Friday, December 13, 2013

Would Legalized Prostitution solve the problem of police corruption?

The problem with replacing prohibition of prostitution with a partially legalized and 'regulated' prostitution is that the industry would be liable to the same same kind of regulatory extortion as other regulated industries are.
Treating Sex Work as Work | Cato Unbound: "even in looser legalization regimes, laws create perverse incentives and provide weapons the police inevitably use to harass sex workers; in the United Kingdom women who share a working flat for safety are often prosecuted for “brothel-keeping” and, in a bizarrely cruel touch, for “pimping” each other (because they each contribute a substantial portion of the other’s rent).  In India, the adult children of sex workers are sometimes charged with “living on the avails,” thus making it dangerous for them to be supported by their mothers while attending university.  And in Queensland, police actually run sting operations to arrest sex workers travelling together for safety or company, or even visiting a client together, under the excuse of “protecting” them from each other.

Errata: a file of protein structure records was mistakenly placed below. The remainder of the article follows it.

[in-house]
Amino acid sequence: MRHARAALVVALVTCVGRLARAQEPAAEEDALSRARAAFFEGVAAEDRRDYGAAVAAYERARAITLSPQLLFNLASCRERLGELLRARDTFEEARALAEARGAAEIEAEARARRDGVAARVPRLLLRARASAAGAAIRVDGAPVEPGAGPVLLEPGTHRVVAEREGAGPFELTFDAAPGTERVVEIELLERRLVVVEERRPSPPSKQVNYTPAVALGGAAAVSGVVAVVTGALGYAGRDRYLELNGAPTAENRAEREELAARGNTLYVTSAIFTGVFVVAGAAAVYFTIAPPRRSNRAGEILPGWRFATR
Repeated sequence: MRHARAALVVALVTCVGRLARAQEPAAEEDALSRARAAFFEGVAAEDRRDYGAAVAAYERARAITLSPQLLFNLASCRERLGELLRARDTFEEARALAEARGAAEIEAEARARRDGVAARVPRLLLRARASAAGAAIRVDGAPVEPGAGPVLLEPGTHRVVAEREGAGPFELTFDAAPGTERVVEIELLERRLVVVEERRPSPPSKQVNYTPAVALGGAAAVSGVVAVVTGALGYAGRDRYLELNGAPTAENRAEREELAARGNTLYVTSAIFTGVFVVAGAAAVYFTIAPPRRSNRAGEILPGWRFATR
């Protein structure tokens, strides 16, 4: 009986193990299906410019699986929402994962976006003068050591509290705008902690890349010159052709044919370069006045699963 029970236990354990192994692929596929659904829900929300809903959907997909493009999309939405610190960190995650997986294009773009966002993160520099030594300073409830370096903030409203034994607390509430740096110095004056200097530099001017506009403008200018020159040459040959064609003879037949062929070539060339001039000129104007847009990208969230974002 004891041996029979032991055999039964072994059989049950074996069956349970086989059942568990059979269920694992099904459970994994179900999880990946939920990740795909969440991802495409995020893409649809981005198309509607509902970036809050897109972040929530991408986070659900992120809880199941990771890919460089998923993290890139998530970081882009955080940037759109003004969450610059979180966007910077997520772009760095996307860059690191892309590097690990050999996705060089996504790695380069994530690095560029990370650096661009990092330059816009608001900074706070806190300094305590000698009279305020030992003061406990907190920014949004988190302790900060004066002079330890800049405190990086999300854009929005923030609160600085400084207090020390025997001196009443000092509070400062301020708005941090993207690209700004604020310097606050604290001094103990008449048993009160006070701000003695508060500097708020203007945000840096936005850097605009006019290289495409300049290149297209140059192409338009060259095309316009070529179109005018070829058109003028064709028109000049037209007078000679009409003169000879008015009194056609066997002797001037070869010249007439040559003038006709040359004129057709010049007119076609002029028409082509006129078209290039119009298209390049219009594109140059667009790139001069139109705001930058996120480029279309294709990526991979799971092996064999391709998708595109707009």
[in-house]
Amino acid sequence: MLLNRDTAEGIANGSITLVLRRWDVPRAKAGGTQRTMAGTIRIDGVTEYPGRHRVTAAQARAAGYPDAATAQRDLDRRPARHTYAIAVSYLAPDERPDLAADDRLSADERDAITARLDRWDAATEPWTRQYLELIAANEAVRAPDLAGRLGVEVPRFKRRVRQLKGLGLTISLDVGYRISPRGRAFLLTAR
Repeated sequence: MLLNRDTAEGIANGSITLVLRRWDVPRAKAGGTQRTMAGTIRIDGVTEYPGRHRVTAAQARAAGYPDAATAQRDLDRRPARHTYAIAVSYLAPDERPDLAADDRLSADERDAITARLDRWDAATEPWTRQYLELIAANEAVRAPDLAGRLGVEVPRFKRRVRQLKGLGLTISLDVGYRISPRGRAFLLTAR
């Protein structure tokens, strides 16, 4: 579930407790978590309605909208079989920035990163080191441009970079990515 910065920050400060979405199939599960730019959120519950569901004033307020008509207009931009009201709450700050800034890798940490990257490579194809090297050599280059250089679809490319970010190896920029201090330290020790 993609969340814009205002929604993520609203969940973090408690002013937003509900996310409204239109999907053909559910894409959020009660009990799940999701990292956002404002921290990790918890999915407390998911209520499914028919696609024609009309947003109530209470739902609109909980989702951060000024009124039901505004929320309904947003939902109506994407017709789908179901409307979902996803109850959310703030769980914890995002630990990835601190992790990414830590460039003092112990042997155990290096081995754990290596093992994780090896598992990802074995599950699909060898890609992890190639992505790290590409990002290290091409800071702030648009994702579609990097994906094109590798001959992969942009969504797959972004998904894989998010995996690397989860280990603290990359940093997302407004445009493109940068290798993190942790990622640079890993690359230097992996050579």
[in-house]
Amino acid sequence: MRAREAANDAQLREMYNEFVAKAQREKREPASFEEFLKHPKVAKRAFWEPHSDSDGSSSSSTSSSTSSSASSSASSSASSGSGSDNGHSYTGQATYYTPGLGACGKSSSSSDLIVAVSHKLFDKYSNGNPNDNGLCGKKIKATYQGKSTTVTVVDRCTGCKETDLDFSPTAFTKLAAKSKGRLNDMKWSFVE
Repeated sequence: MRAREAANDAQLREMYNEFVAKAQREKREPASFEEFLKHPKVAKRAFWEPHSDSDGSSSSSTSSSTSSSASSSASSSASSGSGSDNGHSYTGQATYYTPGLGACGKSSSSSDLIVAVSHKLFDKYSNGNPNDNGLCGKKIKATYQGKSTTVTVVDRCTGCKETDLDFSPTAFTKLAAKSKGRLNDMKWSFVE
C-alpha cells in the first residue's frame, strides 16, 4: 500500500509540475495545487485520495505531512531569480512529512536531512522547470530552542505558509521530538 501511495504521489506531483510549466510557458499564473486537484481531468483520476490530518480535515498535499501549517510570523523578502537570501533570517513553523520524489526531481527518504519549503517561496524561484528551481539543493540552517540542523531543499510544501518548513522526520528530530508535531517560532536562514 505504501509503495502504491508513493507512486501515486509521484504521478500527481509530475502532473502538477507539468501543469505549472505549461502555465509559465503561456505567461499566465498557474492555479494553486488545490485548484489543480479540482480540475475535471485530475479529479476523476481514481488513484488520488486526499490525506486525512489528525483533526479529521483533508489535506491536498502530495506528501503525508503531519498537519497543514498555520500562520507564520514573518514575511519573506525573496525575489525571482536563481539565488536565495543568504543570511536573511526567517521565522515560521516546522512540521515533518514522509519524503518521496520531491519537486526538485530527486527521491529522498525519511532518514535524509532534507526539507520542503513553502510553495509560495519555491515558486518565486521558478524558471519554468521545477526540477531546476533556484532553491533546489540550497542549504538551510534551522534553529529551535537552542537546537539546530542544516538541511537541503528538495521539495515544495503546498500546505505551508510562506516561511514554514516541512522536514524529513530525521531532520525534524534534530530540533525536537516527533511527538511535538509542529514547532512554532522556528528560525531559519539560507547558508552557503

Such shenanigans were the primary reason New South Wales decriminalized sex work in 1995; police corruption had become so terrible (as it so often does when the police are allowed to “supervise” an industry) that the government could no longer ignore it."
The way to legalize something is to make it legal. Period.

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